AIRE has spent a solid decade now experimenting with ways to develop community-based renewable energy projects. We consider honesty to be a virtue and if we walk that talk we’d have to say that we haven’t made a much of a dent in the dominant, dirty, deadly energy system we set out to help change. We have done some projects, yes. And, yes we have learned some things in the process. However, there are two things we are very confident in saying need to happen, and happen soon.
Although renewable energy installations may be growing, what if energy demand in the aggregate is also growing? If the appetite for energy grows unabated, will renewables keep up? What energy development model will prevail- profit-driven or public benefit? So, while we’re building community solar in all the right places, we need to wrestle with this question:
“How much energy is enough, and energy for what?”
Secondly, if we want to change the energy system, we will not find high leverage for that change by doing what we’ve been doing (the big We, including AIRE and all). We and others in our field certainly envision a new energy production and consumption paradigm– distributed, clean, democratic, public, etc.
“So the second question is where is that leverage for change?”
These kinds of questions underpin our work and are illuminated by a new book I’ll name in a moment. AIRE will continue to help nonprofits develop renewable energy projects, and we see great value in doing so. We believe the savings and benefits to the community or nonprofit organization are tangible and important. There’s also a larger benefit in pedagogical terms… “modes of revealing” (p. 133). So we’ve recognized that something else is needed to inform and accompany those project development efforts. We’ve been searching and asking the hard questions about what we do and what value it has. Part of the answer lies in how we situate our efforts in a bigger frame.
So we’ve committed to finding renewed footing on educational and “design thinking” work that helps connect the dots between a single solar project and that vision for a better energy system and big-picture wellbeing. There’s work to do to usher in the preconditions that allow for the emergence of the new energy system at the scope and scale we envision.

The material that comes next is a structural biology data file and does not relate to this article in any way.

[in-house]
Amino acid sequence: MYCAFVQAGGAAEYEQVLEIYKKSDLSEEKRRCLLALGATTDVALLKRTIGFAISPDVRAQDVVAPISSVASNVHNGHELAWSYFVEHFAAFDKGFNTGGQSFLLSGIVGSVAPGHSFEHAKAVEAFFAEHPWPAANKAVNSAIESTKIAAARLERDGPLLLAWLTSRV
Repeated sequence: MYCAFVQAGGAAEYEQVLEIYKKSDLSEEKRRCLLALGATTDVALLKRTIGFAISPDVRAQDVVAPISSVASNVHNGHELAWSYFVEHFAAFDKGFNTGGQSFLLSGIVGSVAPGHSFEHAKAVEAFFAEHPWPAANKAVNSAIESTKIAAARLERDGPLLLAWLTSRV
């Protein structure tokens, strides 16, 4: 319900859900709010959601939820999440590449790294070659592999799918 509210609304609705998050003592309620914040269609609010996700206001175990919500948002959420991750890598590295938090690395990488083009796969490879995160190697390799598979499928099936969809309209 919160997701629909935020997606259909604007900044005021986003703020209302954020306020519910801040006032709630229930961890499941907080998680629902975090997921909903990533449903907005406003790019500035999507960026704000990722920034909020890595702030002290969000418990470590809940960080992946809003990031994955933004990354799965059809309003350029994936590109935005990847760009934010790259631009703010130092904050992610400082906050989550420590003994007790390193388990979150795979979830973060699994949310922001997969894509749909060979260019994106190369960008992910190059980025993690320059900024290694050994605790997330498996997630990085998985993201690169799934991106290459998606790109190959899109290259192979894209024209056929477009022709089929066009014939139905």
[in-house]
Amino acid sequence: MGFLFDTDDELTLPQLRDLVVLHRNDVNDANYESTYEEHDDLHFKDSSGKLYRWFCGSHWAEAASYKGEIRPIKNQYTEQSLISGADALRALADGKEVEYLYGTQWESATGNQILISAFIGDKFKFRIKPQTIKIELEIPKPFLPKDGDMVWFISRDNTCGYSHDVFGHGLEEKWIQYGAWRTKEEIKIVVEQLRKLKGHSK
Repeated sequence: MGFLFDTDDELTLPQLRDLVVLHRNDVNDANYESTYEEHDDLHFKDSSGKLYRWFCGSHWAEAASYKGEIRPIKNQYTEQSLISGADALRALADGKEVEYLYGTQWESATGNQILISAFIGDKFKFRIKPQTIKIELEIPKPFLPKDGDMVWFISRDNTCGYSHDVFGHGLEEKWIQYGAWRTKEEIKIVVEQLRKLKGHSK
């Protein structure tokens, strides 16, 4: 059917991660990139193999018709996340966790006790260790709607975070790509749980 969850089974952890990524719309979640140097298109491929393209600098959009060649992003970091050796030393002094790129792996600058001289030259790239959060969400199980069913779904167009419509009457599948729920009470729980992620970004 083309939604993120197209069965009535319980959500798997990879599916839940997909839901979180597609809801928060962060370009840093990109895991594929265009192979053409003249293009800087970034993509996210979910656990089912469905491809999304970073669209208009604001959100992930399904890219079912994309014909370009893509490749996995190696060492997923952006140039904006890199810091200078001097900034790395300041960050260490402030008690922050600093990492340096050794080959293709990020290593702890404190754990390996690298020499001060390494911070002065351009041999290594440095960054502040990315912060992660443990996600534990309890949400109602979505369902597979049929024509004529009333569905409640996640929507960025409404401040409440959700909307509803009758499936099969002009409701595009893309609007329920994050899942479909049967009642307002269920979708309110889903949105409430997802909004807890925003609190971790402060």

To this end, I recommend a book for those who may wish to take a deeper dive into the consciousness and mindset for changing the energy system and culture. Designs for the Pluriverse: Radical Interdependence, Autonomy, and the Making of Worlds by Arturo Escobar is provoking and indispensable. Arturo is certainly a gifted intellectual, but one who is willing to probe across diverse disciplinary boundaries often associated with the academy. He’s also a very nice person, humble and driven by questions that are important both to scholarship and literally life in general.
Pluriverse isn’t a book that you “read,” although if you aren’t familiar with Arturo’s writing, it’s VERY good! I customarily read and make my notes on the pages and flag them with small post-it notes. It only took a few pages for me to realize that I’d be literally marking every page so I ended up “studying” the text over a period of a month or so, and I did end up with virtually every page marked. Thus, it would be beyond my abilities in a very limited time and space to summarize Pluriverse. In fact, I don’t think it ought to be reduced to a summary. Read the book!
One thing that I constantly find myself repeating from the book is that “design designs.” We design and design designs us back, which points to the notion of consequences, often delayed, in a complex system, with climate change being a case in point. In that sense, the book is a mirror into which we can all look and ask of ourselves, our practices and institutions, what are we designing? Pluriverse gets into ontological approaches to design and that’s heady stuff. I’ve sat in circles with the author and others (including my own mentor, friend, and connection to Arturo) most of whom have had long and accomplished careers in academia, while their proteges, also in the circle, are well on their way. So I’ll leave design ontologies for you to wrap your brain around when you read the book. I will say that the intellectual dimension of ontologies has a use and can be translated into practice. That’s currently a work in progress for me.
But a couple relevant takeaways for now are these:
Indicative of Arturo’s humility and groundedness, he’s clear in the book that “everybody designs” and that design isn’t done only by “experts.”
He also rejects “dualisms” that are so pervasive in Western modes of thought– us/them, human/nature, jobs/environment, etc. in favor of “relationality.” All things are connected to all things.
Especially relevant for AIRE are a couple of Arturo’s propositions, “distributed agency” and “collaborative organizations.” (p. 159) How we get at these is a dialogue I’d like to encourage with others who are working in the broadly interrelated areas of sustainability. In our decade of work on community-owned energy we’ve experienced some good and some best not to repeat in terms of how we share agency and collaborate.
AIRE wants to be a part of creating new, diverse relations with organizations with innovative ways of understandings, forming and doing in a way that might eliminate the barriers that keep collaborations from being effective or authentic in achieving their desired end results. For me, Pluriverse provides some guidance and honestly, some hope that we’ll get there.